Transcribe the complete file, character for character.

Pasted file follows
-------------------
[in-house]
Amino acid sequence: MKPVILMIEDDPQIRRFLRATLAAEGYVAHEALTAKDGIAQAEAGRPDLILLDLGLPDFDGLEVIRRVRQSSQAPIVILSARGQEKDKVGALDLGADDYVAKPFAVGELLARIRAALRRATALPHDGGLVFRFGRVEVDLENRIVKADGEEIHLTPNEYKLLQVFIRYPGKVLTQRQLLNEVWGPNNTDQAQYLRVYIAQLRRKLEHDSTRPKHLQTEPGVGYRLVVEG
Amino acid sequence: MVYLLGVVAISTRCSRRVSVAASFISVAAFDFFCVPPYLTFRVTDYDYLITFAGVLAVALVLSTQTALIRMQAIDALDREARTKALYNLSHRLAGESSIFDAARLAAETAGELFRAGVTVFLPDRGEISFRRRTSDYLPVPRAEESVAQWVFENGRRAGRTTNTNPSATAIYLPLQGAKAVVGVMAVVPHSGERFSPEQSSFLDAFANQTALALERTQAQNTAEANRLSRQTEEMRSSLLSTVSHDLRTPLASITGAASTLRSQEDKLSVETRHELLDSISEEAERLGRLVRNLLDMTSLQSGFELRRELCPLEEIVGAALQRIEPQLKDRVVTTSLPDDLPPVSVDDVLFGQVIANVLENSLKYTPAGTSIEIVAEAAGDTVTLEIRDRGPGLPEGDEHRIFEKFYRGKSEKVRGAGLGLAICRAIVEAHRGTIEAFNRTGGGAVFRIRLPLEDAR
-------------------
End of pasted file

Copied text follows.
[in-house]
Amino acid sequence: MKPVILMIEDDPQIRRFLRATLAAEGYVAHEALTAKDGIAQAEAGRPDLILLDLGLPDFDGLEVIRRVRQSSQAPIVILSARGQEKDKVGALDLGADDYVAKPFAVGELLARIRAALRRATALPHDGGLVFRFGRVEVDLENRIVKADGEEIHLTPNEYKLLQVFIRYPGKVLTQRQLLNEVWGPNNTDQAQYLRVYIAQLRRKLEHDSTRPKHLQTEPGVGYRLVVEG
Amino acid sequence: MVYLLGVVAISTRCSRRVSVAASFISVAAFDFFCVPPYLTFRVTDYDYLITFAGVLAVALVLSTQTALIRMQAIDALDREARTKALYNLSHRLAGESSIFDAARLAAETAGELFRAGVTVFLPDRGEISFRRRTSDYLPVPRAEESVAQWVFENGRRAGRTTNTNPSATAIYLPLQGAKAVVGVMAVVPHSGERFSPEQSSFLDAFANQTALALERTQAQNTAEANRLSRQTEEMRSSLLSTVSHDLRTPLASITGAASTLRSQEDKLSVETRHELLDSISEEAERLGRLVRNLLDMTSLQSGFELRRELCPLEEIVGAALQRIEPQLKDRVVTTSLPDDLPPVSVDDVLFGQVIANVLENSLKYTPAGTSIEIVAEAAGDTVTLEIRDRGPGLPEGDEHRIFEKFYRGKSEKVRGAGLGLAICRAIVEAHRGTIEAFNRTGGGAVFRIRLPLEDAR